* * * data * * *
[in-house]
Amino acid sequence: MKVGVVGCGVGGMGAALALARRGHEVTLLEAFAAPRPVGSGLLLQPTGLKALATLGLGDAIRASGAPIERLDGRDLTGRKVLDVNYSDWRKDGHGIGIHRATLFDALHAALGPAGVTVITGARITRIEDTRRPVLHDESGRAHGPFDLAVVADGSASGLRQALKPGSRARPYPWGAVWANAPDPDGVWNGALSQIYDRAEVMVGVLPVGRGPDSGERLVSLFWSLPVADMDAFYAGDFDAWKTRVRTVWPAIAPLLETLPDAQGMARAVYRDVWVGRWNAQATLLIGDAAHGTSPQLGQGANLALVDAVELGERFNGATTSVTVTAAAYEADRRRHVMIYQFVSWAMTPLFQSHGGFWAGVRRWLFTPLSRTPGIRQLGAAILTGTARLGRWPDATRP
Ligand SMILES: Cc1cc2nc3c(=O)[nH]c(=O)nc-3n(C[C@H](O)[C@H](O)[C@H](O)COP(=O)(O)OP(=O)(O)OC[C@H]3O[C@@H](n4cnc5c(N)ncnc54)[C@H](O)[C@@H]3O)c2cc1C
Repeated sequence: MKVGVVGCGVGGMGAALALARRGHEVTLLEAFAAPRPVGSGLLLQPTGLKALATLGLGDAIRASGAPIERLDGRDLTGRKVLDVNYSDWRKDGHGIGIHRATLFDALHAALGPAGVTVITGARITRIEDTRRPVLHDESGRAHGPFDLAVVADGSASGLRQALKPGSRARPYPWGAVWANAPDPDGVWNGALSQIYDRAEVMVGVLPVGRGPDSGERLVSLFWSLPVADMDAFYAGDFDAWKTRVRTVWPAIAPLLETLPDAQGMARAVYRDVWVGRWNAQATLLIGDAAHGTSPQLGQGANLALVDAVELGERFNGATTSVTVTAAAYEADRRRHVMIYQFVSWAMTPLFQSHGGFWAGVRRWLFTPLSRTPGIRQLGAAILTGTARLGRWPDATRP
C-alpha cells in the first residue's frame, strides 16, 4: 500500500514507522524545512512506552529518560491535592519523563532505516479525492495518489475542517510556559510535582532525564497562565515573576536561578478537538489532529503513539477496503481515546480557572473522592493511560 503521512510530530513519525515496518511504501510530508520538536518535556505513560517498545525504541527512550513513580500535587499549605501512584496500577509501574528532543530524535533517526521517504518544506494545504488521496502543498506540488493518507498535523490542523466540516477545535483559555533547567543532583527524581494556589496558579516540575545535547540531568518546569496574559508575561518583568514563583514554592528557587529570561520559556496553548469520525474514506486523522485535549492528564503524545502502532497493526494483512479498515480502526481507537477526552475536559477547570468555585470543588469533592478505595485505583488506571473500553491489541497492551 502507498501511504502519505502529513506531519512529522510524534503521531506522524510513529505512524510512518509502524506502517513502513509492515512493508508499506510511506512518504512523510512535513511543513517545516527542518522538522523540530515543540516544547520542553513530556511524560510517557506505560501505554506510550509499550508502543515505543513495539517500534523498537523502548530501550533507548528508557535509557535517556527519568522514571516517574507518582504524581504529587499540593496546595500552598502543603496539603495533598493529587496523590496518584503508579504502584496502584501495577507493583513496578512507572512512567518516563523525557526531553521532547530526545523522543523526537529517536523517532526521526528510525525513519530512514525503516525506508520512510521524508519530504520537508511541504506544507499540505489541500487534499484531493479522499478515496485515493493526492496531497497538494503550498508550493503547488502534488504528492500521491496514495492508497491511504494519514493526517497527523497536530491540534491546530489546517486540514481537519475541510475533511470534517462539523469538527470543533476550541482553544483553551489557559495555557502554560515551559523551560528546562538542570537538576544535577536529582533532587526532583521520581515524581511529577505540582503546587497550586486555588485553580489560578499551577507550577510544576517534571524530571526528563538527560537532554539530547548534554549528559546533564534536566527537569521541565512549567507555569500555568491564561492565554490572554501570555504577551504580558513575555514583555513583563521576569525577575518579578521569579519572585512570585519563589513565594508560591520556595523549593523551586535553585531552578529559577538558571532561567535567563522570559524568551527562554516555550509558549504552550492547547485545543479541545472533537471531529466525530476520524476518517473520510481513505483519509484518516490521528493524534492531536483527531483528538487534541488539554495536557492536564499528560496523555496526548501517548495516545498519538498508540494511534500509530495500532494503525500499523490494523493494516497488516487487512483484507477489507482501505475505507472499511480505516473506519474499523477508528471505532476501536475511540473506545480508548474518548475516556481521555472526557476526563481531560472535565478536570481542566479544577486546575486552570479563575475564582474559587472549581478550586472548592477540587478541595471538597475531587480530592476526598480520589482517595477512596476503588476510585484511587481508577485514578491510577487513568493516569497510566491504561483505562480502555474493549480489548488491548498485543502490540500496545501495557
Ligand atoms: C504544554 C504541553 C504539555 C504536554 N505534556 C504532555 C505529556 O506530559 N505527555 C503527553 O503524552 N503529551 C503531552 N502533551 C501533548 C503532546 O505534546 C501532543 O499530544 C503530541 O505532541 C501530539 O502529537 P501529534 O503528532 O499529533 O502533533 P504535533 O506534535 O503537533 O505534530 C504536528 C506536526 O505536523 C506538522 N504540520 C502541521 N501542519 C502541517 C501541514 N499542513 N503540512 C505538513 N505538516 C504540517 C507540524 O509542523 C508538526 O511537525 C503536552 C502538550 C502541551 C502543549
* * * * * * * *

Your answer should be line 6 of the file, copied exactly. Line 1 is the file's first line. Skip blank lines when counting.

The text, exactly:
Ligand atoms: C504544554 C504541553 C504539555 C504536554 N505534556 C504532555 C505529556 O506530559 N505527555 C503527553 O503524552 N503529551 C503531552 N502533551 C501533548 C503532546 O505534546 C501532543 O499530544 C503530541 O505532541 C501530539 O502529537 P501529534 O503528532 O499529533 O502533533 P504535533 O506534535 O503537533 O505534530 C504536528 C506536526 O505536523 C506538522 N504540520 C502541521 N501542519 C502541517 C501541514 N499542513 N503540512 C505538513 N505538516 C504540517 C507540524 O509542523 C508538526 O511537525 C503536552 C502538550 C502541551 C502543549